Both the packaging and the music on this CD is simple yet elegant. Abstract red graphics in a bare white frame contain blissful ambient space music. “Formation One” would make great planetarium music, or you can just imagine your living room has turned into one. Soft, slow and delicate, it is first-rate floating. “Formation Two” is similarly structured, featuring bright shimmering pulses. Though very textural throughout, the music has some semblance of structure and melody, if only wisps of it. In other words, these aren’t cold drones; they are warm soothing sounds. “Formation Five” has just the barest touch of grit, not quite rising to the level of glitch or percussion, and certainly not what one would call actual rhythm. It adds depth and interest while keeping in tune with the rest of the disc. Challoner does a wonderful job keeping things in perfect balance, never too static but never going toward structured compositions either, striking the ambient bulls eye square in the middle. One of the very best ambient releases of 2005.
Phil Derby - Electro Ambient Space
Asymmetric - From Nowhere Came  

The sounds of a wind blown landscape and of things crashing against each other provide a desolate start to the opening title track. A sequence pulsates to the surface then almost disappears to silence sounding like a siren coming and going as the direction of the wind changes. We are then caught up in a rhythm which drives us forward and a beautiful melancholy lead line shows that Asymmetric are as good tunesmiths as they are at creating sequences.This is much more melodic than your typical retro album but should still be appreciated by people who are in to that style because of the skilful blending of atmospherics with lead lines all held together by a pulsating backbone. We gently float into ‘View From The Horizon’, another more urgent sequence takes over but the main feature of the track is a gorgeous piano melody.

‘The Harmony of the Spheres’ is not exactly a heavy metal blast but not as laid back at the title might make you believe either. Again more attention is paid to melody, both in the lead line and sequencer departments than is usual for an EM album. Very appealing it all is as well, catchy rather than sickly. ‘Overlander’ follows a very similar pattern but ‘Tri Lateral’ is more aggressive and rhythmic. Its good but I would have liked to see a little more variety in the sequence. ‘Race Against Time’ uses constant changes of pace to stop the attention wandering.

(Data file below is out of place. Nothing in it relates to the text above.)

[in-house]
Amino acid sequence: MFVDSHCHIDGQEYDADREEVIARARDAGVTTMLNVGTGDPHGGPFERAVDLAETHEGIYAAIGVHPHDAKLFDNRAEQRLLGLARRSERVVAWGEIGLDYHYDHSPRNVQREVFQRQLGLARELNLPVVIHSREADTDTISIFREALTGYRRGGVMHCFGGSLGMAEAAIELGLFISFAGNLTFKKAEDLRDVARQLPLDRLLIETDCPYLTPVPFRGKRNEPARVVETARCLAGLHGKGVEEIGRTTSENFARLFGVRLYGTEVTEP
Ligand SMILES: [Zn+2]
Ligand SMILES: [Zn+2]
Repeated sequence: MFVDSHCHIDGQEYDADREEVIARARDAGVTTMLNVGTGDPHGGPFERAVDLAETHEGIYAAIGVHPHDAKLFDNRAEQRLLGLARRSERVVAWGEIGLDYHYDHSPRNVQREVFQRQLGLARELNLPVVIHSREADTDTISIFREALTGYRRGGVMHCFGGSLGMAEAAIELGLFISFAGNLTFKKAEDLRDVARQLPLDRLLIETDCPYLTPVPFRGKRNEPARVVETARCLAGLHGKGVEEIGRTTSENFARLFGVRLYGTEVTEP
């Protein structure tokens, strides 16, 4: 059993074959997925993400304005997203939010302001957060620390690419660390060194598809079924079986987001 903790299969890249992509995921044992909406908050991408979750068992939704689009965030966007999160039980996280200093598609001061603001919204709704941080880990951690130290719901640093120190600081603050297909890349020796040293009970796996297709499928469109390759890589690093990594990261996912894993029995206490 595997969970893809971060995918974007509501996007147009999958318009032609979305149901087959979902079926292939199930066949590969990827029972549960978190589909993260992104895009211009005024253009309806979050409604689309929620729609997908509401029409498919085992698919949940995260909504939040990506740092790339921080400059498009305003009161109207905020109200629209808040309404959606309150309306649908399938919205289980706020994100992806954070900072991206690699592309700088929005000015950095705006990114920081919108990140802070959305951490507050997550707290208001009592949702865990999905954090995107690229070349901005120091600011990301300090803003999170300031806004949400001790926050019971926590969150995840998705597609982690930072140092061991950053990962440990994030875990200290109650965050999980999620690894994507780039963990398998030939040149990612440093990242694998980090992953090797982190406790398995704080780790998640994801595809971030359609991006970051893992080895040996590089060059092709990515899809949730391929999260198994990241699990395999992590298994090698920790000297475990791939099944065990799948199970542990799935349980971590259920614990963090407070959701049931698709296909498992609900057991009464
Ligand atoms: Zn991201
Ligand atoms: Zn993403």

‘Equilibrium’ continues the melodic sequencer style developed over the previous tracks and we finish with ‘Beyond Now’, a rhythmic chugger. ‘From Nowhere Came’ should have very wide appeal because it somehow manages to keep its feet in two contrasting camps. For those people who for instance would be in to the melodic sensibilities of, say, the AD label and who wouldn’t usually touch sequencer based albums there are tunes aplenty and for those people who must have a good pulsating base to a track the album certainly provides that as well. Sure the melodies are catchy but by no means twee.
Dave Law - Synth Music Direct (UK)

Dieter Ettlinger - A.I. Ambient Intelligence  

Sighing pads form a comforting background then a slow rhythmic loop starts up. It's a lovely gently pulsating collection of sounds. The rhythm gradually mutates becoming more interesting all the time. In the fourth minute another sequence is added imparting a really nice melodic quality.

Three minutes later another beat, somewhat heavier than before, is introduced which got my hands tapping out the rhythm on the table. Some exquisitely placed slow pads then provide more melodic content. The evolution of this track has been handled perfectly. A third of the way in the rhythm is stripped away just leaving the initial sequence and recently deployed pads. After a short period of chill another sequence can be heard though the pace is still slow even when some rhythmic content is brought back. In the seventeenth minute the foot is put back on the gas a little as we return to a similar feel to the first section, very pleasant it is too. There then begins a very slow period of wind down / deconstruction. My mind had started to drift a little by the twenty-fifth minute but this was probably intentional as we are lead to a relaxed state of relative drift to finish.